So… a second part. I couldn't get it out of my head, so I wrote it, even though the story and the episode don't exactly match up. The two main inconsistencies:
1. We now know that Ziva had never been to Tony's apartment prior to Shiva, but that's where she was in part one of this story.
2. Also in part one of this story, we learn that she knew of her father's visit in advance. In the show, Eli surprised her.
All the events of part one happened, and so did all the events of Shiva. Mostly, this story doesn't directly contradict canon. There were just a few liberties that were taken.
Tony reclines on his couch and takes his cell phone out of his pocket for the second time in five minutes. Again, he checks for messages and voicemails. None and none. This is an irrational ritual; he has the ringer turned all the way up. If she had called or sent a text, he would have been alerted already.
He's just the slightest bit unnerved because she called every day that she was in Israel, and while no such promise was made, he'd kind of expected to hear from her after she landed in D.C. tonight.
Sliding the phone onto the coffee table, he returns his attention to the old Western on his flat screen. Or tries to, anyway. His mind is still on Ziva. He's anxious to see her- she's been gone for eight days- but, at the same time, is nervous at the prospect. Their relationship is in limbo and has been since they made out a month ago. It hasn't happened again. They never really discussed it. After that night, they danced around each other at the office for a couple days, but things returned to normal relatively quickly. The whole situation frustrated him- he had put his heart on the line, made confessions concerning how he felt about her. He couldn't just shrug it off. But he did try to be understanding; dealing with the implications of kissing her partner was probably more stress than she needed, what with her estranged father coming to town.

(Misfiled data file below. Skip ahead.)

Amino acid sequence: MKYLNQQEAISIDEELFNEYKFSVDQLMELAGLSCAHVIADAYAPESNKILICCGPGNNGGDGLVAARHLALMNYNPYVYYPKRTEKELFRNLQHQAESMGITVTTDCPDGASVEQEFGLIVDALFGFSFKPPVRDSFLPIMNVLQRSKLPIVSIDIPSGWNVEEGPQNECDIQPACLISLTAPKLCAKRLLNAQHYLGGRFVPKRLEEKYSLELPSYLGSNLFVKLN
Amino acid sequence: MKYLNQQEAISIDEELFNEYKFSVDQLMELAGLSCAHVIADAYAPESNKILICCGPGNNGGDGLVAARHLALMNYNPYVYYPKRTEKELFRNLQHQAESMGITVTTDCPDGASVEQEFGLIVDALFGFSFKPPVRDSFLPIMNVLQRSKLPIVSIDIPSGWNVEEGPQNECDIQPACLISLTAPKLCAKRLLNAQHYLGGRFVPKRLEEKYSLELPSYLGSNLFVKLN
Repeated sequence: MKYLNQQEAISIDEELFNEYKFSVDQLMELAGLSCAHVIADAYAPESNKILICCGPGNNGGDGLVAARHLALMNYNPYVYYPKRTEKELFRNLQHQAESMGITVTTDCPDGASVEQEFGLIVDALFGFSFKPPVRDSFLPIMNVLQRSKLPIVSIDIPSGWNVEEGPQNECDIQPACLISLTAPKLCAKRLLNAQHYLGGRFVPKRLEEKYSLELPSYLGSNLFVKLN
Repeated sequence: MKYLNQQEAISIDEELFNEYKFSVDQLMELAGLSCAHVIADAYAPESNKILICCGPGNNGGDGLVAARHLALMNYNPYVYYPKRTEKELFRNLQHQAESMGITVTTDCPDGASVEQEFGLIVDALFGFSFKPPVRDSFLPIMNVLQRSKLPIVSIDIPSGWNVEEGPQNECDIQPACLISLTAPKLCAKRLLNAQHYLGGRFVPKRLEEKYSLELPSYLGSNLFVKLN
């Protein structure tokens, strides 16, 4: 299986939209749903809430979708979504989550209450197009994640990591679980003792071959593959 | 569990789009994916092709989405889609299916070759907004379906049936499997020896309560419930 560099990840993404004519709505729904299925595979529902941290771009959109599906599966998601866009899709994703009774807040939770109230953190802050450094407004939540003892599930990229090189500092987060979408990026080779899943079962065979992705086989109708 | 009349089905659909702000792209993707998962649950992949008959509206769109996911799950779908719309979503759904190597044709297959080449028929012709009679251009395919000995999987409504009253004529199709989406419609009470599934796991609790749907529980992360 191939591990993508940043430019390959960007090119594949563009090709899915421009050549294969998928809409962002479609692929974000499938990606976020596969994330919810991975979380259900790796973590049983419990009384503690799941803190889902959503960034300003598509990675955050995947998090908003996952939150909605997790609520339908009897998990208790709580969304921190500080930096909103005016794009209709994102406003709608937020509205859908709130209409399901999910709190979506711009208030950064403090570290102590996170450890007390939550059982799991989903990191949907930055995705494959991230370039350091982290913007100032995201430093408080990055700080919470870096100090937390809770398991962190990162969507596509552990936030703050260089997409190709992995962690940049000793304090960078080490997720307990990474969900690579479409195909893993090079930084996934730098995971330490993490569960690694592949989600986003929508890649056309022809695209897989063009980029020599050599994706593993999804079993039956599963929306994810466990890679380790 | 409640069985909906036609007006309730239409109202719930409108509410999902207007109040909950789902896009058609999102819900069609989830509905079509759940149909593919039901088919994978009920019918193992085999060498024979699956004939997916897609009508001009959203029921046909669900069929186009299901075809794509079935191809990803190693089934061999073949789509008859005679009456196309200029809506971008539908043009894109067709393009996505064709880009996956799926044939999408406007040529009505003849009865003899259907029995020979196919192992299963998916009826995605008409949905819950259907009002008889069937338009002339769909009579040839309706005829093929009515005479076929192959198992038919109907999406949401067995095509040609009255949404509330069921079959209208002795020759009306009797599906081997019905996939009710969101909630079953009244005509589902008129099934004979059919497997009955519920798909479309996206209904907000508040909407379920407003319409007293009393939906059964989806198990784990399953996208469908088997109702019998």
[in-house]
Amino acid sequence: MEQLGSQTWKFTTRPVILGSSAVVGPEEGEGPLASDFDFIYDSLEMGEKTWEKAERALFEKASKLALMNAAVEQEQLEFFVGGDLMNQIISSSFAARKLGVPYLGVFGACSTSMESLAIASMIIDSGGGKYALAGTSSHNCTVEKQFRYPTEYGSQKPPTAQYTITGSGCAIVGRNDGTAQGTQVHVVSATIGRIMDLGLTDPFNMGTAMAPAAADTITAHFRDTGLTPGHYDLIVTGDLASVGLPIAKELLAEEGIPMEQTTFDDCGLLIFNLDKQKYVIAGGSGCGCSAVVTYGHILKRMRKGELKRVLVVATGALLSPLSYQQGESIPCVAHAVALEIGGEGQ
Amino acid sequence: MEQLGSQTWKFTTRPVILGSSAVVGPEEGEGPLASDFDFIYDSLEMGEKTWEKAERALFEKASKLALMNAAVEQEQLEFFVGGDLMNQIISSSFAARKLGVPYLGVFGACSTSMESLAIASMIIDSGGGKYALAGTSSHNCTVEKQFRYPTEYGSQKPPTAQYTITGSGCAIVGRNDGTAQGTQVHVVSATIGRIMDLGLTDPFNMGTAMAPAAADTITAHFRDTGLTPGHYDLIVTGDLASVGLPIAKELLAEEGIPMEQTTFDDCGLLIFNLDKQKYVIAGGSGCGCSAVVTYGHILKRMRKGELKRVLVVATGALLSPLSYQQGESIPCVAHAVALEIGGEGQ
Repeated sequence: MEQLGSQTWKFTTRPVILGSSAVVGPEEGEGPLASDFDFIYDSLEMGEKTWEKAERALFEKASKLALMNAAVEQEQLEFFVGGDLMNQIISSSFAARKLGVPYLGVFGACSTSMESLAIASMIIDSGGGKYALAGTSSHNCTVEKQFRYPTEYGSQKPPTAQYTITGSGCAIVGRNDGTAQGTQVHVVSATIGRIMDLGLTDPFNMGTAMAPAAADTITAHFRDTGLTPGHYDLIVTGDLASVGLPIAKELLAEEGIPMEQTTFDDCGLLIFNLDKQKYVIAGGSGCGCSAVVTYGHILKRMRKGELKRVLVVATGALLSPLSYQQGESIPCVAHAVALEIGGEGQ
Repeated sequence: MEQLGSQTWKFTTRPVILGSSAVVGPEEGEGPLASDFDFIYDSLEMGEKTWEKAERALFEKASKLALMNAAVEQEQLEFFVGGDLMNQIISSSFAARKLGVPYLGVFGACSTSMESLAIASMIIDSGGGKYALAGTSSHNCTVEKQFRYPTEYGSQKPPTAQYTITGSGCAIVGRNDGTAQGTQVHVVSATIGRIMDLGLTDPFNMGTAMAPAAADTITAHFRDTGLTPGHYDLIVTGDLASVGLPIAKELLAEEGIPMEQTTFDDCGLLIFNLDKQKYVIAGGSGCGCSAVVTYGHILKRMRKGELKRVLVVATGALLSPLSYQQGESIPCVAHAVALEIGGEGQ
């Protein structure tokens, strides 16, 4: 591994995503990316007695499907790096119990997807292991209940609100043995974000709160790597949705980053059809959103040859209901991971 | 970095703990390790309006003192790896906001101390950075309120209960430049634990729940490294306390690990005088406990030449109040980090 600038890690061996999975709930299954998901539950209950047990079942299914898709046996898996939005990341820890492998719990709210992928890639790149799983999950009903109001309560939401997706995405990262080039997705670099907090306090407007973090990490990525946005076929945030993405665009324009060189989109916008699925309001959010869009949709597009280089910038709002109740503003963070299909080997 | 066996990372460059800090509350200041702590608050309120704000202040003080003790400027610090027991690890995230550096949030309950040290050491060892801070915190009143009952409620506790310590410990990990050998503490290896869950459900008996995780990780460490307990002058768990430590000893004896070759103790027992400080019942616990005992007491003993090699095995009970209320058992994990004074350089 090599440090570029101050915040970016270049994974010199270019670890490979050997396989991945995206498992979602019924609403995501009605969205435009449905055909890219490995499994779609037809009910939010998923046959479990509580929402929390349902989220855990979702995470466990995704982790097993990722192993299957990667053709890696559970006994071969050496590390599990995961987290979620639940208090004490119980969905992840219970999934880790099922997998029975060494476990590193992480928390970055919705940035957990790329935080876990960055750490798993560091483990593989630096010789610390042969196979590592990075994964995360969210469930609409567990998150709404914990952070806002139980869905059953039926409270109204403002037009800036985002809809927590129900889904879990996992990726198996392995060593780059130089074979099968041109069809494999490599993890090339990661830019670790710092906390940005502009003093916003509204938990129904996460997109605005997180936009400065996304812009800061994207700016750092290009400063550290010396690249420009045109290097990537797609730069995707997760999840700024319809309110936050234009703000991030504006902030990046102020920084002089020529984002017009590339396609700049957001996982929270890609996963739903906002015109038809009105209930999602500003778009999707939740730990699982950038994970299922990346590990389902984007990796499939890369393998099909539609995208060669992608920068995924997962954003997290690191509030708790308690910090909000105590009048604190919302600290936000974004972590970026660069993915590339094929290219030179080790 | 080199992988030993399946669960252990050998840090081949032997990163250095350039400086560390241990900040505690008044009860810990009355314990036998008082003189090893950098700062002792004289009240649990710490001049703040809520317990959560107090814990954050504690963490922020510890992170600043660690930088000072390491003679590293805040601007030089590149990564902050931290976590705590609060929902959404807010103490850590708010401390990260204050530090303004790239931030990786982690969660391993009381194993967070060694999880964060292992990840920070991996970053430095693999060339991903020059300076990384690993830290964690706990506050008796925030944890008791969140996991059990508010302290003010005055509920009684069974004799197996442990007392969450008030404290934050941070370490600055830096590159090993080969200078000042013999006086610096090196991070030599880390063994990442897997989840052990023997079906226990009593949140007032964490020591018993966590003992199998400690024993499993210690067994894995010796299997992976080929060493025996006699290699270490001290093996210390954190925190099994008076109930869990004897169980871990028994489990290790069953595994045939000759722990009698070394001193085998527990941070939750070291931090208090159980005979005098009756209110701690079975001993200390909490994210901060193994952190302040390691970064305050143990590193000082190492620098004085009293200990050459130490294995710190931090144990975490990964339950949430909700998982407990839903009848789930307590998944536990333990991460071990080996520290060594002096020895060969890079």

So he decided not to bring it up. He was going to, but not until Eli returned to Israel.
And then… everything happened.
Her father was killed, and she became the Mossad version of herself. Closed off from everybody. Hell-bent on revenge. A year ago, he wouldn't have been surprised by this, but in the past few months, the two of them had grown closer. So, yeah, he really didn't expect her to repeatedly shun him the way she did. If he's being completely honest with himself, it hurt.
Something changed, though, when he went to the airfield in a last-ditch effort to get through to her. The memory is fresh in his mind, as if it's brand-new: Ziva's eyes welling up. Being pulled into a tight hug. Tentatively wrapping his arms around her waist, unsure whether he was allowed to. Her cheek, soft against his, as he whispered, "At lo levad." The sparkle behind her tears when she responded, "I know."
Soon after they made out, she had said those two words, and she had followed them with, "You are always here." If she does know both of these things, he shouldn't be worrying.
He checks his phone again.
This waiting game is getting old.
Tony sighs. Briefly, he considers calling her, but ends up dialing the number for the takeout place down the street instead, figuring the walk there and back will distract him for at least a little while, and that maybe food will calm his nerves. After placing his order, he gets off the couch. Grabs his keys. Opens the door.
And finds Ziva David on the other side.